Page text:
My child will be interested in potty training when I want them to be.
False! Although their developmental readiness may coincide with your needs if you’re lucky, your little one’s body will determine when they are trained. Being able to hold their pee long enough to tell you they have to go or get to the potty isn’t easy and comes with time. That physical ability combined with self-motivation is key. When your child isn’t comfortable sitting in soiled pants anymore, that will trigger their need to solve a problem and head for the potty. Keeping them focused, encouraged, and comfortable is where you step in, and where Dee & Doo can make it more fun.
My child loves bananas and it's okay to give them plenty during potty training.
False! Bananas are a favorite with kids, and because they’re a fruit it’s easy to overdo it, but they are a constipating food that can make it harder for your child to poop in the potty without struggling. If your kiddo is a poopin’ champ then it’s not an issue, but if they find it painful to go and have been withholding as a result, try grapes or pears instead. Plenty of water is a great idea too!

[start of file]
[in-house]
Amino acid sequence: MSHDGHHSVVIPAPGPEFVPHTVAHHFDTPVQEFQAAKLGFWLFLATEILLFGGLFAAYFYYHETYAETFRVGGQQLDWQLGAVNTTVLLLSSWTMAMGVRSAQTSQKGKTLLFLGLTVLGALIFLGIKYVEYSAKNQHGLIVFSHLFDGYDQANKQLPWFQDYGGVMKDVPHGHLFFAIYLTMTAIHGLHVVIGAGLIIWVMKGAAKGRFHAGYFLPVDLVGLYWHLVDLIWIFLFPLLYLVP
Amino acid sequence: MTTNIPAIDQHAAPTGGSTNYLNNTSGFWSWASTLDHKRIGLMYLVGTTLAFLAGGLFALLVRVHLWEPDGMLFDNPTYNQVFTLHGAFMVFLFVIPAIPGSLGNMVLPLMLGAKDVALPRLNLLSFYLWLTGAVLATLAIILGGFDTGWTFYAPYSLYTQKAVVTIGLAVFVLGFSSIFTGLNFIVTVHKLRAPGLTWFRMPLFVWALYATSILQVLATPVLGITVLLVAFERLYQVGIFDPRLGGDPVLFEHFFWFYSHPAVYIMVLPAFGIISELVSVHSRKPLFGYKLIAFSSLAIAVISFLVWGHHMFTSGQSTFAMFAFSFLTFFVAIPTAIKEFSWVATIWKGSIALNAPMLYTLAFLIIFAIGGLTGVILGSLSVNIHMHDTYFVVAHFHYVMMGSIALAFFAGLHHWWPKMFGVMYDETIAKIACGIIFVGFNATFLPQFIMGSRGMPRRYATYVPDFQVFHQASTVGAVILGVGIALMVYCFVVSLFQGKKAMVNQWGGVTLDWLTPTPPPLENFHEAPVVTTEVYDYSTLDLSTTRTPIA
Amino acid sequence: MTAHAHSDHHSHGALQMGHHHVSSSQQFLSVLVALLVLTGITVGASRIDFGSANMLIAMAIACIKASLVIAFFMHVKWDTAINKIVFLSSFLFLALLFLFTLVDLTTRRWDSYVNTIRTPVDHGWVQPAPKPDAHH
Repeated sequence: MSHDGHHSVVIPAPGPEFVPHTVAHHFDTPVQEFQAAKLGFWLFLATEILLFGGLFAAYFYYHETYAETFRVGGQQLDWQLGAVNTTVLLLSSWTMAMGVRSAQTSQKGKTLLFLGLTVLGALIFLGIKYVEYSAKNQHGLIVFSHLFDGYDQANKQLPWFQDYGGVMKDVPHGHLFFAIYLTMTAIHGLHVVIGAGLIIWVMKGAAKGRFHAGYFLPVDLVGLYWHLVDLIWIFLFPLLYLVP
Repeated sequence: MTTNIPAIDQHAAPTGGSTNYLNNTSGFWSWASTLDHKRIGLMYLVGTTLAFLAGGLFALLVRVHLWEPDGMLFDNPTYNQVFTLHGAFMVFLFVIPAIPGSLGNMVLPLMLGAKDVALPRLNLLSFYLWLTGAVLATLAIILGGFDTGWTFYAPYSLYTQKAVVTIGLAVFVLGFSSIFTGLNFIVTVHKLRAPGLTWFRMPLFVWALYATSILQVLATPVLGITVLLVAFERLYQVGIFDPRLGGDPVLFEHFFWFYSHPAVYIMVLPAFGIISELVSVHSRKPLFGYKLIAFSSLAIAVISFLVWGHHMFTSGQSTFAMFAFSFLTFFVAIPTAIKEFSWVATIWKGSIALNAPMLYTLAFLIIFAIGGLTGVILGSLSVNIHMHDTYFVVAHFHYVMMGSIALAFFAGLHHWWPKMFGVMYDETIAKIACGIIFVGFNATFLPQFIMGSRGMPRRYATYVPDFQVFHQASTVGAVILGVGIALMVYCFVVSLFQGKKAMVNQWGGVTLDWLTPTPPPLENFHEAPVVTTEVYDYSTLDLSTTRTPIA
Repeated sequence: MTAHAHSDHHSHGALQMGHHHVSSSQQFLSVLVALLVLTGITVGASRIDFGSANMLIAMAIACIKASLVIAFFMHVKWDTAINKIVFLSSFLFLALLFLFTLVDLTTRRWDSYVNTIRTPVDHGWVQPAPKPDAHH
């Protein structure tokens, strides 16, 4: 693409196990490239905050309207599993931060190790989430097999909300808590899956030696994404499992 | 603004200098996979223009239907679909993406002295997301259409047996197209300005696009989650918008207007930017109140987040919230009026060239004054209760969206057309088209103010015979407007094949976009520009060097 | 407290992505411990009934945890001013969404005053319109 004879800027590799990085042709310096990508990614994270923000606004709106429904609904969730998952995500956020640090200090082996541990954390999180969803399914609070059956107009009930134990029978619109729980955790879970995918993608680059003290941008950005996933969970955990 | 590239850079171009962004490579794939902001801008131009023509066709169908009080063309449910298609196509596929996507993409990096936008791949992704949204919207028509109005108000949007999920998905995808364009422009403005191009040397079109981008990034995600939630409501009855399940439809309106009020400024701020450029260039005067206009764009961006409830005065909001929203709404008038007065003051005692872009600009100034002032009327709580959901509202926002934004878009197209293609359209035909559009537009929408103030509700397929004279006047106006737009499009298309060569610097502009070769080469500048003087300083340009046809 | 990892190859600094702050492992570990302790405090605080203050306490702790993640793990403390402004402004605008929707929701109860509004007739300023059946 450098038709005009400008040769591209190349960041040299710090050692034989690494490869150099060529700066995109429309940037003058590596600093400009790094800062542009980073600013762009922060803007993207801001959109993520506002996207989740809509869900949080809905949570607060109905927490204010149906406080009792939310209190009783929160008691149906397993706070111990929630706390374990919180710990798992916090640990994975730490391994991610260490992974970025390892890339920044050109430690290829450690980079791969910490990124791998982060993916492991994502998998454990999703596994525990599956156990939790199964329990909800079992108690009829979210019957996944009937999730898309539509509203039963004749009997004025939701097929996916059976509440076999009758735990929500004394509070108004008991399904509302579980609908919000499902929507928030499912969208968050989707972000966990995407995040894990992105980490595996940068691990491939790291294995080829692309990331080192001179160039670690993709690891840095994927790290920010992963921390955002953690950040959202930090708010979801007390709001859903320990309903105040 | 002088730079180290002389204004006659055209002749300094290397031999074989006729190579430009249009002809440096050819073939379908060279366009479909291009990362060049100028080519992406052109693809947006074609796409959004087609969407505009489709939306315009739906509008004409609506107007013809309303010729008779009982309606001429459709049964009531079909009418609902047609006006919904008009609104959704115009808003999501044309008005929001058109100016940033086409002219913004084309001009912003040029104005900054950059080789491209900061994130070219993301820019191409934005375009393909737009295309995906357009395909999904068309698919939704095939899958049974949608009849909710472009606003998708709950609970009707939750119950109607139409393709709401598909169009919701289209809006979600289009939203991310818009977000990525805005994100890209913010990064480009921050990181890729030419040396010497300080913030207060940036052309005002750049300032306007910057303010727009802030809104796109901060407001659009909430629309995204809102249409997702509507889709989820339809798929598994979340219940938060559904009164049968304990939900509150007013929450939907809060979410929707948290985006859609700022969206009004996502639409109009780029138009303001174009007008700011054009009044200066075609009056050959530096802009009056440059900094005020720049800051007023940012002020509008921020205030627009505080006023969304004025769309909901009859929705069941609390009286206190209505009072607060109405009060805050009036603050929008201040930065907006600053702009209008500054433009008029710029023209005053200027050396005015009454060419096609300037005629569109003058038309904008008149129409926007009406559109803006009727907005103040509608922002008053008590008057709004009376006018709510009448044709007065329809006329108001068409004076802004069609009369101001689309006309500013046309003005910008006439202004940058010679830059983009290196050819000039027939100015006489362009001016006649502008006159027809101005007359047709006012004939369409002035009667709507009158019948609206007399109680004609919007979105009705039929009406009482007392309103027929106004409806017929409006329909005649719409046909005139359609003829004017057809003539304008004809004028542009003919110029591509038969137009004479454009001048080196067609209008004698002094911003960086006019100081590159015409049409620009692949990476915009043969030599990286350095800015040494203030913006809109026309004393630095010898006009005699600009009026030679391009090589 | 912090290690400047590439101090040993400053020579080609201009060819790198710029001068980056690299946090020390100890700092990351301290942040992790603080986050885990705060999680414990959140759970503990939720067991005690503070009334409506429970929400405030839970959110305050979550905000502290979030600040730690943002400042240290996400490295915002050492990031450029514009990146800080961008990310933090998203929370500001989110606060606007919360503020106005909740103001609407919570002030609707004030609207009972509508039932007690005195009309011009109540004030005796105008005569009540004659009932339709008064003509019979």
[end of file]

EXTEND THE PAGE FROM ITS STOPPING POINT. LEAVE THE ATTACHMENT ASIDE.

Children are able to poop in the potty as soon as they can pee in it.
False! It can be months later! Some children find it frightening or difficult, which is one of the reasons we invented our bashful and friendly character, Dooley. Helping your child see pooping as natural and safe, eating foods that keep things moving, drinking plenty of water, and staying positive will all contribute to that first poop in the potty when the time is right!
Nighttime potty training may not happen until a child turns 7 or older.
True! Staying dry at night isn’t something you can really TRAIN. You can do things to help, like eliminating large bedtime beverages, making sure to visit the potty just before bed, and put sleepwear on your child that can be removed quickly and easily for trips to the potty overnight. The depth of your child’s sleep and other factors can play a role in bed wetting. It’s never a good idea to shame children, it IS a good idea to consult your pediatrician for advice!